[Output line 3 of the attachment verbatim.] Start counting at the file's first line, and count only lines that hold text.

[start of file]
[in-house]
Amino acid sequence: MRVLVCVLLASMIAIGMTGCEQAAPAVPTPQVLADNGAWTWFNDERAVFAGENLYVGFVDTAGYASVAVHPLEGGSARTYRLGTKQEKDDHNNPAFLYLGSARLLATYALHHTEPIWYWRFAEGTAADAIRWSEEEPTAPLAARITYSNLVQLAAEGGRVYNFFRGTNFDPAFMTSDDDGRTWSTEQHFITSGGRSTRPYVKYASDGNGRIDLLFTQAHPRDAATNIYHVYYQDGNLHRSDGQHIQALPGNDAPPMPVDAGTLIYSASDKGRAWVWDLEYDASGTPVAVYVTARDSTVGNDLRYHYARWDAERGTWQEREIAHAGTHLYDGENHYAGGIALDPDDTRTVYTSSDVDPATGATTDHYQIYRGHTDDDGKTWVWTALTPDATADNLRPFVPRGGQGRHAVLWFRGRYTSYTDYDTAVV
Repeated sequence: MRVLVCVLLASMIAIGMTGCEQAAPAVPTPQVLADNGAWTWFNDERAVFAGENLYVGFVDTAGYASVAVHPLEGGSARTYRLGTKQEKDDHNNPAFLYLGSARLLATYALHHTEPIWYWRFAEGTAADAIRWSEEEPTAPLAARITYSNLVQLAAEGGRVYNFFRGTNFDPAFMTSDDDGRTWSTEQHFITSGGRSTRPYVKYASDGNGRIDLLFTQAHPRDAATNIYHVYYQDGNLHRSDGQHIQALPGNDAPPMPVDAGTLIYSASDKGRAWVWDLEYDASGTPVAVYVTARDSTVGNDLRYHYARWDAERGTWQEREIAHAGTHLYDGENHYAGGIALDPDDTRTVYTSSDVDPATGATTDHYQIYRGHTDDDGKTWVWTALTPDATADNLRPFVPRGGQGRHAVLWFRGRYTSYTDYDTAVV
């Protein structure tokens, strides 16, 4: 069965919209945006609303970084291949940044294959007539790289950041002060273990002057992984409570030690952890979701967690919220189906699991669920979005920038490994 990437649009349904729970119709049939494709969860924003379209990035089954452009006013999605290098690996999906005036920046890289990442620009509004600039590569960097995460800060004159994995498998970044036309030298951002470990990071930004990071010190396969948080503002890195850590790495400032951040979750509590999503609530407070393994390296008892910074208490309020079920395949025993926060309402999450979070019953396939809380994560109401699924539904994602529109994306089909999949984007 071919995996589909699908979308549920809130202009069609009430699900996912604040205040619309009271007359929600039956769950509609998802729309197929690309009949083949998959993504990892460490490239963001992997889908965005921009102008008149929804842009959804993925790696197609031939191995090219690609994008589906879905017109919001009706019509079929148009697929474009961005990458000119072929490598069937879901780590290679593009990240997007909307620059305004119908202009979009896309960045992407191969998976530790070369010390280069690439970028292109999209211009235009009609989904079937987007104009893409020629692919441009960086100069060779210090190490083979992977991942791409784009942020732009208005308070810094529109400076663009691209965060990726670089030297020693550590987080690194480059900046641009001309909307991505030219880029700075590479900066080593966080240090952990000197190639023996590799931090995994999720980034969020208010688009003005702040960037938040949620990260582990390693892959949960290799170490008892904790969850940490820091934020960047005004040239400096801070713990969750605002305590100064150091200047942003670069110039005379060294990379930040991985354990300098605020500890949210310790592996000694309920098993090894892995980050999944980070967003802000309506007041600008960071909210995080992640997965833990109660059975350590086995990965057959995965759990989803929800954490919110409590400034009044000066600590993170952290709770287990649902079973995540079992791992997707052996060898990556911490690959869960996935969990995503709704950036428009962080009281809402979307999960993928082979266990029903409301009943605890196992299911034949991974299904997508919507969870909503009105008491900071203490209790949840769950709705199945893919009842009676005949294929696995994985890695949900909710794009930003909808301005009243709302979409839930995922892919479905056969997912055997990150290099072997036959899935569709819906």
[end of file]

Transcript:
Repeated sequence: MRVLVCVLLASMIAIGMTGCEQAAPAVPTPQVLADNGAWTWFNDERAVFAGENLYVGFVDTAGYASVAVHPLEGGSARTYRLGTKQEKDDHNNPAFLYLGSARLLATYALHHTEPIWYWRFAEGTAADAIRWSEEEPTAPLAARITYSNLVQLAAEGGRVYNFFRGTNFDPAFMTSDDDGRTWSTEQHFITSGGRSTRPYVKYASDGNGRIDLLFTQAHPRDAATNIYHVYYQDGNLHRSDGQHIQALPGNDAPPMPVDAGTLIYSASDKGRAWVWDLEYDASGTPVAVYVTARDSTVGNDLRYHYARWDAERGTWQEREIAHAGTHLYDGENHYAGGIALDPDDTRTVYTSSDVDPATGATTDHYQIYRGHTDDDGKTWVWTALTPDATADNLRPFVPRGGQGRHAVLWFRGRYTSYTDYDTAVV